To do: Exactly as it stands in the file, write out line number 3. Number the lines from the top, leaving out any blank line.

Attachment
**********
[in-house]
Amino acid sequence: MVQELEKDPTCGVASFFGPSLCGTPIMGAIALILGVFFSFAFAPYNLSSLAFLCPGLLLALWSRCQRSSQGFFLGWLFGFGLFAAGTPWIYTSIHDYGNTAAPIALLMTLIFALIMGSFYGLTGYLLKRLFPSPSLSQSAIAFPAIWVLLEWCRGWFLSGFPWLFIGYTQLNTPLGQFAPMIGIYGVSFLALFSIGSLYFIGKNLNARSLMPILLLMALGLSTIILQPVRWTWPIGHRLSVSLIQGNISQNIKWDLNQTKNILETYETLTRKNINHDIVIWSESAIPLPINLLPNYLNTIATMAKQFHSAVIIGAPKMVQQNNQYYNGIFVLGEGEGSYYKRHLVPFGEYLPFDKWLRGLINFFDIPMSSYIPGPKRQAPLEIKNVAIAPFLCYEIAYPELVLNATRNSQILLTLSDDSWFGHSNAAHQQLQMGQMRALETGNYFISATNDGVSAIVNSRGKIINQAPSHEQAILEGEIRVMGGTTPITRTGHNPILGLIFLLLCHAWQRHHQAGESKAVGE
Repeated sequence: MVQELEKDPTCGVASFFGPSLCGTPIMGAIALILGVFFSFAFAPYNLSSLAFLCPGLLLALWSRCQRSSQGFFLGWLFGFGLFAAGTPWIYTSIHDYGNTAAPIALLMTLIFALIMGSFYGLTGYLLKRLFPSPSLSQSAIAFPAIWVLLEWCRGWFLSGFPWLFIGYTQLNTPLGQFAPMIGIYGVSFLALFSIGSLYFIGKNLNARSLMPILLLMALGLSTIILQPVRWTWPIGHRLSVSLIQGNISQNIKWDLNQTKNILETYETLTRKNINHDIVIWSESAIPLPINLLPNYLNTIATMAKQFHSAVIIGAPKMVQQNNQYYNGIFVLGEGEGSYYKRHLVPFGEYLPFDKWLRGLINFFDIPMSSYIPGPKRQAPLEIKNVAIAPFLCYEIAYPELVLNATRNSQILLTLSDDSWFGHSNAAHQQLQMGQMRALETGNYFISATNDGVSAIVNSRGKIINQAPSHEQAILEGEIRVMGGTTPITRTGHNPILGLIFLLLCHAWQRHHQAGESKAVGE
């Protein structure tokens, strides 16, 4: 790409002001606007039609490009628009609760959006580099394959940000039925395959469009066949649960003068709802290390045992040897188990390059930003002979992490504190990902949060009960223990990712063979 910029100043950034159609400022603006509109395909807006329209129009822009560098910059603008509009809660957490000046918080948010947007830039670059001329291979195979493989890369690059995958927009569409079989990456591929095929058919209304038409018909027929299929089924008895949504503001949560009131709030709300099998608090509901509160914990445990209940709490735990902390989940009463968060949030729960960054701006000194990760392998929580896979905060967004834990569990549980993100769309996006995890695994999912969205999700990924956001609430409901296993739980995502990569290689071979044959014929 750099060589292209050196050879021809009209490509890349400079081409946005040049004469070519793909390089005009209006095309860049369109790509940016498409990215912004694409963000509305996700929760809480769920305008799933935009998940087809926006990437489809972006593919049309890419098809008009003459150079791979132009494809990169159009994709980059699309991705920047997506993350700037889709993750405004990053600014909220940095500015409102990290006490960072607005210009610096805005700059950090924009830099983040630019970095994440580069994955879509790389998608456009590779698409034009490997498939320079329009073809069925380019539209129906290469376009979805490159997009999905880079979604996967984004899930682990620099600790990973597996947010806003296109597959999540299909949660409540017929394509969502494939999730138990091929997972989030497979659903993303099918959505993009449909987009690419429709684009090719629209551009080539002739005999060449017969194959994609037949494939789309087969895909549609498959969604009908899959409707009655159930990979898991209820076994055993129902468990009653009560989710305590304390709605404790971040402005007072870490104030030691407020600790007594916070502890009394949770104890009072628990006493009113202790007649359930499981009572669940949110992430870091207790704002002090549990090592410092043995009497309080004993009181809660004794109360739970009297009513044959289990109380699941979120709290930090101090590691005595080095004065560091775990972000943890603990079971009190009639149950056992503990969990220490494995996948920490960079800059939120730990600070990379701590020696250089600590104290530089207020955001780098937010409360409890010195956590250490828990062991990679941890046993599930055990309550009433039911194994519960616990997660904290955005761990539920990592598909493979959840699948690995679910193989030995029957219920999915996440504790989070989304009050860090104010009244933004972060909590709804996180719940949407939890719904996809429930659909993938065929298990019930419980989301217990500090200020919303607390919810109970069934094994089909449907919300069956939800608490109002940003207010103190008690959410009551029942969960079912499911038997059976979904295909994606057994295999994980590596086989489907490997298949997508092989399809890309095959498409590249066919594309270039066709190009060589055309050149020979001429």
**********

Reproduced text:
Repeated sequence: MVQELEKDPTCGVASFFGPSLCGTPIMGAIALILGVFFSFAFAPYNLSSLAFLCPGLLLALWSRCQRSSQGFFLGWLFGFGLFAAGTPWIYTSIHDYGNTAAPIALLMTLIFALIMGSFYGLTGYLLKRLFPSPSLSQSAIAFPAIWVLLEWCRGWFLSGFPWLFIGYTQLNTPLGQFAPMIGIYGVSFLALFSIGSLYFIGKNLNARSLMPILLLMALGLSTIILQPVRWTWPIGHRLSVSLIQGNISQNIKWDLNQTKNILETYETLTRKNINHDIVIWSESAIPLPINLLPNYLNTIATMAKQFHSAVIIGAPKMVQQNNQYYNGIFVLGEGEGSYYKRHLVPFGEYLPFDKWLRGLINFFDIPMSSYIPGPKRQAPLEIKNVAIAPFLCYEIAYPELVLNATRNSQILLTLSDDSWFGHSNAAHQQLQMGQMRALETGNYFISATNDGVSAIVNSRGKIINQAPSHEQAILEGEIRVMGGTTPITRTGHNPILGLIFLLLCHAWQRHHQAGESKAVGE